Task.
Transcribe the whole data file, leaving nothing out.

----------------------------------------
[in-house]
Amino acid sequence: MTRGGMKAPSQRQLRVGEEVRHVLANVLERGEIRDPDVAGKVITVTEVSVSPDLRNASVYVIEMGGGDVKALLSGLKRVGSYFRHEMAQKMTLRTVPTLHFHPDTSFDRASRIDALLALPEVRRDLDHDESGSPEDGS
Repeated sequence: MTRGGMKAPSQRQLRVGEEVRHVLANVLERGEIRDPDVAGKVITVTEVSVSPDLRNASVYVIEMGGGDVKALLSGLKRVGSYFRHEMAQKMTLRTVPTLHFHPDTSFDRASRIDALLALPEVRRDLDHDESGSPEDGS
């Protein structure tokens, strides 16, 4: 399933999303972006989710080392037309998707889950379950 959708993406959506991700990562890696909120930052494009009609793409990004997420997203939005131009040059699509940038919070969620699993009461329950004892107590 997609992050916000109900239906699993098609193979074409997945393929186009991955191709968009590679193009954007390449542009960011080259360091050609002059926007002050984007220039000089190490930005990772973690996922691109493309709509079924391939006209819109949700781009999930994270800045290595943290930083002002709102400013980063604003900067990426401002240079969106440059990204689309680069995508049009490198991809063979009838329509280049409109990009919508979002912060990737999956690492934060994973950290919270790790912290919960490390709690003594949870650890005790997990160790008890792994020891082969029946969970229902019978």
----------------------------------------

[in-house]
Amino acid sequence: MTRGGMKAPSQRQLRVGEEVRHVLANVLERGEIRDPDVAGKVITVTEVSVSPDLRNASVYVIEMGGGDVKALLSGLKRVGSYFRHEMAQKMTLRTVPTLHFHPDTSFDRASRIDALLALPEVRRDLDHDESGSPEDGS
Repeated sequence: MTRGGMKAPSQRQLRVGEEVRHVLANVLERGEIRDPDVAGKVITVTEVSVSPDLRNASVYVIEMGGGDVKALLSGLKRVGSYFRHEMAQKMTLRTVPTLHFHPDTSFDRASRIDALLALPEVRRDLDHDESGSPEDGS
């Protein structure tokens, strides 16, 4: 399933999303972006989710080392037309998707889950379950 959708993406959506991700990562890696909120930052494009009609793409990004997420997203939005131009040059699509940038919070969620699993009461329950004892107590 997609992050916000109900239906699993098609193979074409997945393929186009991955191709968009590679193009954007390449542009960011080259360091050609002059926007002050984007220039000089190490930005990772973690996922691109493309709509079924391939006209819109949700781009999930994270800045290595943290930083002002709102400013980063604003900067990426401002240079969106440059990204689309680069995508049009490198991809063979009838329509280049409109990009919508979002912060990737999956690492934060994973950290919270790790912290919960490390709690003594949870650890005790997990160790008890792994020891082969029946969970229902019978």